Saturday, January 31, 2009

Nursery Crawl (plus some other stuff) #5

Randy and I are both from Kansas, I was born in Lawrence...Randy was raised in...I can't remember the name! Some little town Cold____something outside of Dodge City, which I visited as a kid and my only memory was that it was way out in the middle of nowhere, Randy's home town was like 450 people or some such thing...unimaginable! When I was a freshman in high school my parents moved up to Kenai, Alaska...the population at that time was around 4000 and that was the smallest place I can remember living. What does all this have to do with our crawl? Well, tons. We needed to get out of town, see something else...some relief in the land, we live in the center of town and shamefully rarely make it into the hills. Anyway, this crawl took us out and it reminded us why we live in Austin, Texas... and love it.

This is the sign you see from the highway, 290 that is...heading west out of town toward our minuscule destination. This is a great little nursery if you've never been. It looks tiny from the access road but once you drive in you can see the sprawling grounds

These two little guard dogs hang out around the main building and are very friendly the white one is named "Smigle" you have to love that...well, if you're a "Ring" fan. The manager Jeff took the time to walk us around and explain what he loves about his place.
Emerald Garden used to be at the "Y" at Oak Hill but has been at this newer location for 7 years. They've got a nice selection of natives and they carry large trees and shrubs, catering to the Landscaper.
Everything was healthy and I ended up getting a Cassia and some Blue Fescue for my mound planting. I'm in search of a Fuyu Persimmon...arriving next week!

This is the biggest Pony-tail palm I've ever seen! There were blossoms and fruiting lemon, lime and Satsuma orange trees at the entrance making this the most pleasant smelling greenhouse! It was like a spa! They have a special right one get one free Pansies!

They specialize in water gardens, meaning everything you need..pumps, liners, skimmers and every time we've been out there, new shapes and rock! It's a one-stop pond set up, a bit pricey but if that's not a problem for you, have fun!
It's not the season but inside these wells were dormant pond plants of everykind sleeping among some sluggish mosquito fish...yes, they carry fish!
If you're looking for a variety of Japanese Maple, they've got virtually any size. They also carry giant bamboo's, succulents and grasses. I've been out there 3 times this spring and each time something different is on sale and the inventory seems healthily rotated.
This is the pond in the back. Check out their Website:
They boast that they are the most unique Garden Center in Austin and I think you can see that they are pretty diverse. They claim to have a weekly seminar from 12-12:30 followed by a band performance, but I couldn't find out what day?
This was the first time I'd been let into the fish room! I didn't even know it existed. They are a little low right now but they're expecting some new arrivals soon.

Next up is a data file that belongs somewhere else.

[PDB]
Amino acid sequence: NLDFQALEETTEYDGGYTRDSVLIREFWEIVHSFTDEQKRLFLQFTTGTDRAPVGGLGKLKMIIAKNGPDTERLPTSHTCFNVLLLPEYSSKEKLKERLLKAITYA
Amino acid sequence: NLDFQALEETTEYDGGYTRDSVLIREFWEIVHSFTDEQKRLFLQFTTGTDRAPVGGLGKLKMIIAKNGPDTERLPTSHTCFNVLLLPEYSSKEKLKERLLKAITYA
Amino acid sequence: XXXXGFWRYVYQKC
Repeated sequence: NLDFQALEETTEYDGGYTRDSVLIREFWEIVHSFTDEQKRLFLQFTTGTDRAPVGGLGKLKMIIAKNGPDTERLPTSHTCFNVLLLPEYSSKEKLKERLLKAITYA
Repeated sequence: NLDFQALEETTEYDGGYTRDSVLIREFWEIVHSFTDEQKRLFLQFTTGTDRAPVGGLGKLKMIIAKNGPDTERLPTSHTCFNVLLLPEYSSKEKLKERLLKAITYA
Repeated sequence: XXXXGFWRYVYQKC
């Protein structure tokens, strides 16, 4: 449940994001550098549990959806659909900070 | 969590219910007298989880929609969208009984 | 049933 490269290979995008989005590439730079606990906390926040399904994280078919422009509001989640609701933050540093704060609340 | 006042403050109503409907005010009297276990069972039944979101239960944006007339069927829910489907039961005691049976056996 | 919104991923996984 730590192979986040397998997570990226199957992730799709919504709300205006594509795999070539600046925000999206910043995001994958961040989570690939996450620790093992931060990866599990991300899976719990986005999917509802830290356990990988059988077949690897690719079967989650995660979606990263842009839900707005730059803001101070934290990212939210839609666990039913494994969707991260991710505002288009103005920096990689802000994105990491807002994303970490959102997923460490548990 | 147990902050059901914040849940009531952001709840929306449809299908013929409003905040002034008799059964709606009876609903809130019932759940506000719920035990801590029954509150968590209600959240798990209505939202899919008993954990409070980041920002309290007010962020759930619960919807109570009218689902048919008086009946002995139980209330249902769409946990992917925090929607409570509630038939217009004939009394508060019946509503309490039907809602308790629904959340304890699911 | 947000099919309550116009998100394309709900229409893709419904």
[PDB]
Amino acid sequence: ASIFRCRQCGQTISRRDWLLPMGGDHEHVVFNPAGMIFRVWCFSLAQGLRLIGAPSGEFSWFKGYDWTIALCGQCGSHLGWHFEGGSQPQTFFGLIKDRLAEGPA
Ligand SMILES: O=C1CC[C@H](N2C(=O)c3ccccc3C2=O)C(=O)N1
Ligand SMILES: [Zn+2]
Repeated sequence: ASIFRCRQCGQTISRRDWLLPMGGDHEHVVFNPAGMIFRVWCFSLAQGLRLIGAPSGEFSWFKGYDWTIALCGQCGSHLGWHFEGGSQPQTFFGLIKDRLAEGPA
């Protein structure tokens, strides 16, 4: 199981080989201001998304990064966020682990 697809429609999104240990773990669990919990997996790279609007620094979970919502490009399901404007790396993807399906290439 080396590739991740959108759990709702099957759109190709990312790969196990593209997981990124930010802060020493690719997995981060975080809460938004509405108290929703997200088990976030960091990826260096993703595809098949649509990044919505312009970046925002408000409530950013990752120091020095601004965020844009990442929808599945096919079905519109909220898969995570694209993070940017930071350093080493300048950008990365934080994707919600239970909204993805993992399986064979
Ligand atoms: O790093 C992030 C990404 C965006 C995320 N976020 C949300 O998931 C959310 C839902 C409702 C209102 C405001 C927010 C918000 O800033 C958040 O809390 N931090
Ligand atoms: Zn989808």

Clean and happy fish! Boy are they hard to photograph!
It was a lovely drive through the hills and we were plenty hungry by the time we reached our lunch spot. According to the locals, this is the only Mexican Restaurant in Johnson City. The mural outside was promising...the menu should have given us a clue, well, Randy got it...I don't get out of town too often. No Vegetarian dishes! No Beer/Wine/Margaritas to wash down the greasy goodness, and what is this? a fish plate? I asked if I could get fish taco's and got a flat no. The fish plate came with fries. Randy reminded me that small town restaurants cater to the local population, if I had to live there, I'd need an IV of Margarita's and that wasn't on the menu.
I was forced to have the cheese enchilada plate...not pictured. Instead here is Randy, himself...when I said "I got to get a picture of this!" Everyone was ordering a plate of could we go wrong? Turns out we should have just had this, it was the best thing we got. I hate to say it, but I'm giving this place a thumbs down. My meal was maybe, two steps above my high school cafeteria Alaska for Pete's sake. Randy, aka "gut's-0-steel" thought it wasn't that bad...go figure.
Our next stop for some great yard art is former Austin Resident, Kathy Johnson. She had a great little place in Austin for 10 years and moved out to Johnson City a few years back. She's got lots of space and is available by appointment.
Located at 104 HWY 281S @ Hwy 290 W
We arrived just as they were unloading from a trip up north to our home state of Kansas!

Kathy travels all over in search of rare objects, collectibles, yard art, furniture...anything you could want, really. The prices are all over the place, meaning...there's something for everyone. She's a down to earth former school teacher and a fair trader.
She's got a great eye for architectural pieces but specializes in handcrafted antique doors...if you can't find one in Austin, try her...she had a huge inventory!
Here's Kathy inside her cram-packed store!
We were there for a long time, there was just so much to see both outside and in.

Here's the back room with ceramic pieces, hardware, windows and in the corner a rod-iron base for a bottle tree! I want one of those!
By this time the grease in my stomach was beginning to solidify and I needed some agave juice fast to help digest! Apparently the "Cupboard" is the only place in town with a liquor license...
We got a peculiar look when we asked for a frozen Margarita and they had to get the owner to teach the staff how to make one...old school, using a blender. It looked great, but... we'd watched it being made...